Hotel sector ‘missing out on millions’ as industry is urged to better invest in access

LONDON, ENGLAND - FEBRUARY 17:  In this photo illustration Sterling notes and coins are displayed together on February 17, 2010 in London, England. As the UK gears up for one of the most hotly contested general elections in recent history it is expected that the economy, immigration, the NHS and education are likely to form the basis of many of the debates.  (Photo by Peter Macdiarmid/Getty Images)LONDON, ENGLAND – FEBRUARY 17: In this photo illustration Sterling notes and coins are displayed together on February 17, 2010 in London, England. As the UK gears up for one of the most hotly contested general elections in recent history it is expected that the economy, immigration, the NHS and education are likely to form the basis of many of the debates. (Photo by Peter Macdiarmid/Getty Images)

Disability travel experts have urged suppliers and operators in the hospitality industry to invest in better access and emergency evacuation solutions and have said a lack of investment means companies are missing out on millions of pounds of spend.

According to disabled charity Scope, many disabled people avoid travelling because of a fear of receiving poor service and it means the travel and hospitality industry is missing out. It is hoped campaigning could prompt the industry to invest more heavily in the mobility sector.

Speaking at Abta’s Accessible Travel Seminar last month, Arnold Fewell, managing director of marketing agency AVF Marketing and an advocate of disability awareness training, was quoted by travelweekly as saying: “Travel companies, hotels and attractions are missing out on a huge opportunity and there will come a time in the future where accessibility is the norm.”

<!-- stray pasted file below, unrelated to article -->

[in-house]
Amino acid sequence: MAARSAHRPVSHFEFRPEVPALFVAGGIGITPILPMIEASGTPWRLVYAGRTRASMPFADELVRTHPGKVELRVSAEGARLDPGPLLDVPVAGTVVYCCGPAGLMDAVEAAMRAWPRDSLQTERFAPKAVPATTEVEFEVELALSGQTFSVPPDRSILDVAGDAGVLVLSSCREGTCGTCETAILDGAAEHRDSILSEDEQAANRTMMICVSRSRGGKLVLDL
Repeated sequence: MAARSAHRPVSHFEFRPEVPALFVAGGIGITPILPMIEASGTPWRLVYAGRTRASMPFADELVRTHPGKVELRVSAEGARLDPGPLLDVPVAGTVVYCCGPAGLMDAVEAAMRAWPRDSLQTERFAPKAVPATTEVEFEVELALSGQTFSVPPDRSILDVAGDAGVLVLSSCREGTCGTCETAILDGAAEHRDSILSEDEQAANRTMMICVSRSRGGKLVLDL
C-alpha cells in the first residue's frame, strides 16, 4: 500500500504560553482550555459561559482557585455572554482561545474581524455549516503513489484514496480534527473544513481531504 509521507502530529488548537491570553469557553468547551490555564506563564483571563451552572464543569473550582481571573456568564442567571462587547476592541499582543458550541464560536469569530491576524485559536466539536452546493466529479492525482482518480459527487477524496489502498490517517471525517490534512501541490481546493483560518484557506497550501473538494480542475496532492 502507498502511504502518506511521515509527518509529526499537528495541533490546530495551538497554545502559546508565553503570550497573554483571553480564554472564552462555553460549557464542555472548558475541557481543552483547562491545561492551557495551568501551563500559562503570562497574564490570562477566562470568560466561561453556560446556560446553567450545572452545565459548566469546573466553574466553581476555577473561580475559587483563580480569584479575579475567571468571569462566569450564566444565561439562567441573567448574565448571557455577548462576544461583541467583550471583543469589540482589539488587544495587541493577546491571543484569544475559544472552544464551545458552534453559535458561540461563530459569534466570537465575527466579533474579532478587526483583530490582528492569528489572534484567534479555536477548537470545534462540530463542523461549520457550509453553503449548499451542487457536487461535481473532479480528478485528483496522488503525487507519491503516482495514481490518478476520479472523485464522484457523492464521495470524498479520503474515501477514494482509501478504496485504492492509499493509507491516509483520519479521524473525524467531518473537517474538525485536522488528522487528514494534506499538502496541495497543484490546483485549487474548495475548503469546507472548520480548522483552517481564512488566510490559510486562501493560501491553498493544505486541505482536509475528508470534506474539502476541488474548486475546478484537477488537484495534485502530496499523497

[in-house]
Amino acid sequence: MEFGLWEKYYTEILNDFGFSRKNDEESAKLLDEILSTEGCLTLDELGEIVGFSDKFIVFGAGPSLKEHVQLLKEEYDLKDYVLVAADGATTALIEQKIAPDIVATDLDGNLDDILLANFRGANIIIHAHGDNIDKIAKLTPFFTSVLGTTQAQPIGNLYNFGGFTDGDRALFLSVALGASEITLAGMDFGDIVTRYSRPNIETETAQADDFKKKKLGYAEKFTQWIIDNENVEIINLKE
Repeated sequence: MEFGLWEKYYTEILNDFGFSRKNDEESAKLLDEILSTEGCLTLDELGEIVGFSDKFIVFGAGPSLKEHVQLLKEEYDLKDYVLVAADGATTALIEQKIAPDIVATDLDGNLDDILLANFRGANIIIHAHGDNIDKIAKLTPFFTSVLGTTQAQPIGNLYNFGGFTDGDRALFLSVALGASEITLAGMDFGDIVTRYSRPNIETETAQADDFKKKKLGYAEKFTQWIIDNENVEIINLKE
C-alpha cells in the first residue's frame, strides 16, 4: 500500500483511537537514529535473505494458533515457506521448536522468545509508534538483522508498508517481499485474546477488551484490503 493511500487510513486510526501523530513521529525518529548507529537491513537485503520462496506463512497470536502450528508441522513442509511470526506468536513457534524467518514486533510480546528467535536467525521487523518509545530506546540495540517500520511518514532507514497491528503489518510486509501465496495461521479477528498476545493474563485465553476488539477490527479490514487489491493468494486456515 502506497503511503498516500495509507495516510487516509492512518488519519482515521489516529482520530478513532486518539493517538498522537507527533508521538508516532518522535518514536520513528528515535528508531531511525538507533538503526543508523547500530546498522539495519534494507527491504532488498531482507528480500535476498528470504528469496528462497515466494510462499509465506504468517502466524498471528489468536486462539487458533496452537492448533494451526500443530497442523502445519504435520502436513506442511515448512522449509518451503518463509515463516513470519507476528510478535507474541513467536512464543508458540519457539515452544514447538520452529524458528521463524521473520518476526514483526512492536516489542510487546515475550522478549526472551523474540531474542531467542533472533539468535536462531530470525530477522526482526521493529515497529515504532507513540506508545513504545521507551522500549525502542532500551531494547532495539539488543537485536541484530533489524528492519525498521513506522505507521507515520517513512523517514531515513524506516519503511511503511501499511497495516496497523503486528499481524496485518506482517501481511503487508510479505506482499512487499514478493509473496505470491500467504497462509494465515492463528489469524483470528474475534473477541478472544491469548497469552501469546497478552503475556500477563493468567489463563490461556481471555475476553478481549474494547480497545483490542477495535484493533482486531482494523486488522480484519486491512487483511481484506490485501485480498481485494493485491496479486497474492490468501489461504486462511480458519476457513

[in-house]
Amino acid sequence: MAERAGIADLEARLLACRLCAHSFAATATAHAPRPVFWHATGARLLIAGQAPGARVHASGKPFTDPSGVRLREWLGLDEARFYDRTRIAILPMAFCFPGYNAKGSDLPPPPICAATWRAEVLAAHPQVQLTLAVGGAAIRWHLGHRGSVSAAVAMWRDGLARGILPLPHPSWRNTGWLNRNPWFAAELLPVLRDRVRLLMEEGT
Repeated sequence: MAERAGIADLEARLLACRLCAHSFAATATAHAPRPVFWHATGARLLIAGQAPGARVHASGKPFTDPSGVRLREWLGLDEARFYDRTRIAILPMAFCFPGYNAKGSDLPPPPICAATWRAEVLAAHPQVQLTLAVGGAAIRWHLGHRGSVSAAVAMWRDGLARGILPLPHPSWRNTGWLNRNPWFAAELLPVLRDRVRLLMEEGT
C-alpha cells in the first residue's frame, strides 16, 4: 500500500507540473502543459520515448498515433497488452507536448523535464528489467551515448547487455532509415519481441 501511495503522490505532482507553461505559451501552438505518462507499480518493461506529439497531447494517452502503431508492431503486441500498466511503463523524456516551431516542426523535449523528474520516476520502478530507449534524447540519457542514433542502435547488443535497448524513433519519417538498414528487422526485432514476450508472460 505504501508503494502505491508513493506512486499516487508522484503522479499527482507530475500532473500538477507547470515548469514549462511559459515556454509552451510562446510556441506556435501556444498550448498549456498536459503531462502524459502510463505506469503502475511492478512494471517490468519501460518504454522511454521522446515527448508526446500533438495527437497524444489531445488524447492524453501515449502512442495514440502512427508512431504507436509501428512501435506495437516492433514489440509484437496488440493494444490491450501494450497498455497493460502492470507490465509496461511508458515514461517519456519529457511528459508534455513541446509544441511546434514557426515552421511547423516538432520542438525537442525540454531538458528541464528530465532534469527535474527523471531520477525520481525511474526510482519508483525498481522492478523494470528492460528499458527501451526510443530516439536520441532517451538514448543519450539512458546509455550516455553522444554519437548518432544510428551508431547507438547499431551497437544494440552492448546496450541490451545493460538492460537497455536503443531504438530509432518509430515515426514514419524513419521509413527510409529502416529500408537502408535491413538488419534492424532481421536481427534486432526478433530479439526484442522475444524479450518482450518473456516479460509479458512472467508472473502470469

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“I would urge businesses to take advantage of the market opportunity as any time and investment you put in now will pay off because you will be at the forefront of the market.”

Meanwhile, firms were told the lives of disabled people are being put at risk by hotels which have not invested in appropriate evacuation equipment for people with reduced mobility.

According to a survey carried out by hotel-access consultancy, AccessChamp, 80% of respondents had not received a personal emergency form or plan when they checked in at a hotel.

Meanwhile, at the Health & Safety Event at the NEC in Birmingham, UK workplaces were warned about a lack of adequate evacuation solutions for disabled people.

At the show a poll found that 30% of health professionals believed their workplace had no means of escape for people with mobility difficulties whilst 32% of people questioned believed their evacuation equipment is not being used correctly.

Speaking at the show, Gary Hicks, manager of the Evac + Chair DMCC branch in the UAE, commented: “Diversity comes in many forms. As well as having people with physical impairments in the workplace, we also now have many elder people. That makes accessibility a higher priority for every organisation and has specific implications for those responsible for health and safety practices pertaining to a building.”

 

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